Music Reviews

Finding Nemo

Original Soundtrack by Thomas Newman


It’s surprising to read in the press release that Finding Nemo is Thomas Newman’s first score for an animated film – he takes to it like a fish to… no, I can’t… I can’t…

Finding Nemo was the biggest hit of the summer, and is the top-grossing animated film of all time – $336,477,830 at the time of this writing. Good thing, too. This being the case, I’m assuming most of you have seen it and don’t need me to belabor how lovely a film it is, how groundbreaking the visuals, charming the performances – Ellen DeGeneres deserves an Oscar nomination – and thoughtful and layered the script. Suffice it to say Nemo is the new gold standard of cartoons and the CGI/Pixar style has pushed two-dimensional animated features to one side, where they will stay until someone thinks of something really clever.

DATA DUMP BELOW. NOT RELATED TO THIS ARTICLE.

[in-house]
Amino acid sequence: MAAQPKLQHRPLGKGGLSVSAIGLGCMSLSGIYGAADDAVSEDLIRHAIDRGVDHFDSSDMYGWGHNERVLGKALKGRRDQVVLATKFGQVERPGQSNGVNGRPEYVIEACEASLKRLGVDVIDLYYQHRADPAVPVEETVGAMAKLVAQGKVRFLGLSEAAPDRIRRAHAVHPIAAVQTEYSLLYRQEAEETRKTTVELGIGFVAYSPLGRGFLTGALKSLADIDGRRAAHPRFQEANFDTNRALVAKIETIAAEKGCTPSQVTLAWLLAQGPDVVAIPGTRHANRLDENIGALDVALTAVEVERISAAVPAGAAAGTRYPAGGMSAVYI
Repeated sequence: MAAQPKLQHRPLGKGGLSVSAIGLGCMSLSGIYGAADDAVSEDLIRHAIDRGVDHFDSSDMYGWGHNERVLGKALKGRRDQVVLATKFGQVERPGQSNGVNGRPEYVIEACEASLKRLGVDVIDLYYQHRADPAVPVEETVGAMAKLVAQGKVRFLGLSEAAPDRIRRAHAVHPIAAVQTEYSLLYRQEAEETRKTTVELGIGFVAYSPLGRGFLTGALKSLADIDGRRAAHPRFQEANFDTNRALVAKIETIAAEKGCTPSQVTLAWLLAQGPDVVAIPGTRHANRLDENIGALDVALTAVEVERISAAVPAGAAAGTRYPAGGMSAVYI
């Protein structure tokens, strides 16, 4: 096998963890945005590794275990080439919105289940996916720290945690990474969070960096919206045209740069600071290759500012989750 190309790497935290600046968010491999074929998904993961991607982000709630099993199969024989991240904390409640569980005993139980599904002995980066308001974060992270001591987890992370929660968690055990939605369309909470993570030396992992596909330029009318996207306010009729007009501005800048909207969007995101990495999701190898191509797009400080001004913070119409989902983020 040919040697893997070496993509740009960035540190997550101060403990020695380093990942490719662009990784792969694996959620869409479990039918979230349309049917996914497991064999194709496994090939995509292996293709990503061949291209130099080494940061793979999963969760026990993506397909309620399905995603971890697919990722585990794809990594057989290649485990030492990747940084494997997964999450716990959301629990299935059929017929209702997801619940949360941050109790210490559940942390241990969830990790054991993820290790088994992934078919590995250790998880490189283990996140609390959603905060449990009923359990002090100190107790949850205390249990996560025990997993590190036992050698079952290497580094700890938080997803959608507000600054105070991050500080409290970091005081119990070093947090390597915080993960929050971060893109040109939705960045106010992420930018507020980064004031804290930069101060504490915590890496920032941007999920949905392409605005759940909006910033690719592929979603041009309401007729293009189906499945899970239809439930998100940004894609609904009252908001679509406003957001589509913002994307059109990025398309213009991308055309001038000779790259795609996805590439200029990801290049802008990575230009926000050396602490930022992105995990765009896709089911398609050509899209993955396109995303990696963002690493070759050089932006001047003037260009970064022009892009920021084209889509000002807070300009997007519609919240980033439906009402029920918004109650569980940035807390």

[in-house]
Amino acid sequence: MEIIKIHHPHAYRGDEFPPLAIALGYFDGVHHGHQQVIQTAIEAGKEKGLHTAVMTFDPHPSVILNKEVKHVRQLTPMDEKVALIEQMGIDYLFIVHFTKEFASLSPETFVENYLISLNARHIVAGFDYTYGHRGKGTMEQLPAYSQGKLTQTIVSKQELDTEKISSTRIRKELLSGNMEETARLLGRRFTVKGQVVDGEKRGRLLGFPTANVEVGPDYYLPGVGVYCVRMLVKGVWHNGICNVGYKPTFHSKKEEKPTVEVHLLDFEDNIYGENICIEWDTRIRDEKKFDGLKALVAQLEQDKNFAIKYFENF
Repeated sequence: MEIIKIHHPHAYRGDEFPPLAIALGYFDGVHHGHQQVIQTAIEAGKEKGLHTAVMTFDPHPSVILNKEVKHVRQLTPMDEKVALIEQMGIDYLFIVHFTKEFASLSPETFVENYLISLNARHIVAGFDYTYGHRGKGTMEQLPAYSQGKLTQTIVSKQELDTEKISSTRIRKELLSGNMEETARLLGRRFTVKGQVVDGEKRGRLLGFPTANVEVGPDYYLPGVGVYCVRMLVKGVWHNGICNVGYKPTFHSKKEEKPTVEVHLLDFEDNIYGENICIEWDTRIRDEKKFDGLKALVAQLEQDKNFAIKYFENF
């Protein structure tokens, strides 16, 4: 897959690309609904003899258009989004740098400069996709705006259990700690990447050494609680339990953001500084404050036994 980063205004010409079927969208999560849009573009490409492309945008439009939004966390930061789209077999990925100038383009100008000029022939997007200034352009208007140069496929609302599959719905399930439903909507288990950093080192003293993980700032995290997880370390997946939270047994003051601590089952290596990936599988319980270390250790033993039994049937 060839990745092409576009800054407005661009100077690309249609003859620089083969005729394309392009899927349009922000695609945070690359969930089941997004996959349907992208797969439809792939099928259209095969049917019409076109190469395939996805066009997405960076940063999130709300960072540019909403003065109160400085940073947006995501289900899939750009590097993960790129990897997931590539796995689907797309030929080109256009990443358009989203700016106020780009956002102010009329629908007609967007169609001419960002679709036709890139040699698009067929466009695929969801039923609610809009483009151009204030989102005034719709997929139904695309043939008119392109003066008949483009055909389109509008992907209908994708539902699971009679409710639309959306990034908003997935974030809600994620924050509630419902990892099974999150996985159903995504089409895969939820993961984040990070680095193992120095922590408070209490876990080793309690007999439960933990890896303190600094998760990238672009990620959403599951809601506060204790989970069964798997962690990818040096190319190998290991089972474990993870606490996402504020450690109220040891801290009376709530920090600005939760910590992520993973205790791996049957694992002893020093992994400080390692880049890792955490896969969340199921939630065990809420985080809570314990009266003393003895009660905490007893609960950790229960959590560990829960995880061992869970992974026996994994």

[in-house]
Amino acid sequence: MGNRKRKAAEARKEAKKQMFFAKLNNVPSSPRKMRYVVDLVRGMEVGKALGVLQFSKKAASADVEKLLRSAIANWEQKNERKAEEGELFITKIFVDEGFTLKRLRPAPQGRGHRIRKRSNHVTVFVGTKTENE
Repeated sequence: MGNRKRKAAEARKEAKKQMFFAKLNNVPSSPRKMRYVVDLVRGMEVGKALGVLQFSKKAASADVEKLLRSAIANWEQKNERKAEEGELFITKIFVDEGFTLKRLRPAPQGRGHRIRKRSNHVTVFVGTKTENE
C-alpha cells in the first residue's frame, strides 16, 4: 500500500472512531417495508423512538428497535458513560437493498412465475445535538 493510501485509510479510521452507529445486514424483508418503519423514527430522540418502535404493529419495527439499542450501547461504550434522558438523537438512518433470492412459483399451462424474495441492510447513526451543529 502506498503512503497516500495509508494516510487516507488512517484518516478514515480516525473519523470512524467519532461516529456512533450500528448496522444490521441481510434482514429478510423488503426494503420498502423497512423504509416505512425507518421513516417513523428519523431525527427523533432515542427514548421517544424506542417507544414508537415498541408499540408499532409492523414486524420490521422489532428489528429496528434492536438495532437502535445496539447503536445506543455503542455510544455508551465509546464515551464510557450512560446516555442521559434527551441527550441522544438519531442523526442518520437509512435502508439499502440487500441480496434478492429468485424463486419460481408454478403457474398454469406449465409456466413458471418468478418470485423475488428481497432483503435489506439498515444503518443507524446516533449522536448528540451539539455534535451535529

Listening to the original motion picture soundtrack by Thomas Newman is like feeling that summer wind Sinatra sang about, with its beautiful but bittersweet nostalgia. It makes me more anxious for the DVD release of the film, but its sounds can never quite equal the sights of the sea below. However, let us not forget the opposite is true as well – without this soundtrack, Nemo would have been quite a different movie.

Reminiscent of some of the most enjoyable scores of Disney films from the past – especially on “Why Trust A Shark?” – Finding Nemo features flute, piano and guitar in music which captivates from the opening “Wow” and amiable main title to the ethereal “Lost in Fog” and “Haiku.” Even a fun track like “The Turtle Lope” comes wrapped to an instrumental intro which is truly moving.

Andrew Stanton, the director and co-writer of Finding Nemo, contributes a brief text that speaks to the quality of sadness in Newman’s work on the film. This is a characteristic that does not come at the price of the score playing as gloomy or depressing, just a tinge, just an aftereffect, a touch of rust on something shiny. And Stanton compares the effect of Newman’s music on the filmmakers to that of Dory on Marlin in the film, helping them to discover “emotional solutions that even [they] didn’t know [they] needed to find.”

Finding Nemo:

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